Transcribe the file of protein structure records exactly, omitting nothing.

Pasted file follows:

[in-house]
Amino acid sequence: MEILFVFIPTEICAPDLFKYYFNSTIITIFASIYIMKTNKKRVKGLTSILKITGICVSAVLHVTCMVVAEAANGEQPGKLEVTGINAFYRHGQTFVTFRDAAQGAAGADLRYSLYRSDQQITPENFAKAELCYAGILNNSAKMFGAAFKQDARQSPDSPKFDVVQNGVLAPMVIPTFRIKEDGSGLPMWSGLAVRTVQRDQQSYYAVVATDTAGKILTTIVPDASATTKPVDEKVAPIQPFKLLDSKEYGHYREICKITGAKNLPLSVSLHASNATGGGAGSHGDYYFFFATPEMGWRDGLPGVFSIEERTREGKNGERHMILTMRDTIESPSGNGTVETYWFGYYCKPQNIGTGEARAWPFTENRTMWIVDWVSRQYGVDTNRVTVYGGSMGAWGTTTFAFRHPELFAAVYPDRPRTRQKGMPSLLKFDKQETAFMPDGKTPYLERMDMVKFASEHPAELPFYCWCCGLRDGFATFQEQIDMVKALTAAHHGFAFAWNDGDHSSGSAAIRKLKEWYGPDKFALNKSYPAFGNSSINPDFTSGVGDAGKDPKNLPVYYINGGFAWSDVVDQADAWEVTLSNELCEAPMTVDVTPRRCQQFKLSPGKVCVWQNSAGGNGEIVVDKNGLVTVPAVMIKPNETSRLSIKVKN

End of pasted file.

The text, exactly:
[in-house]
Amino acid sequence: MEILFVFIPTEICAPDLFKYYFNSTIITIFASIYIMKTNKKRVKGLTSILKITGICVSAVLHVTCMVVAEAANGEQPGKLEVTGINAFYRHGQTFVTFRDAAQGAAGADLRYSLYRSDQQITPENFAKAELCYAGILNNSAKMFGAAFKQDARQSPDSPKFDVVQNGVLAPMVIPTFRIKEDGSGLPMWSGLAVRTVQRDQQSYYAVVATDTAGKILTTIVPDASATTKPVDEKVAPIQPFKLLDSKEYGHYREICKITGAKNLPLSVSLHASNATGGGAGSHGDYYFFFATPEMGWRDGLPGVFSIEERTREGKNGERHMILTMRDTIESPSGNGTVETYWFGYYCKPQNIGTGEARAWPFTENRTMWIVDWVSRQYGVDTNRVTVYGGSMGAWGTTTFAFRHPELFAAVYPDRPRTRQKGMPSLLKFDKQETAFMPDGKTPYLERMDMVKFASEHPAELPFYCWCCGLRDGFATFQEQIDMVKALTAAHHGFAFAWNDGDHSSGSAAIRKLKEWYGPDKFALNKSYPAFGNSSINPDFTSGVGDAGKDPKNLPVYYINGGFAWSDVVDQADAWEVTLSNELCEAPMTVDVTPRRCQQFKLSPGKVCVWQNSAGGNGEIVVDKNGLVTVPAVMIKPNETSRLSIKVKN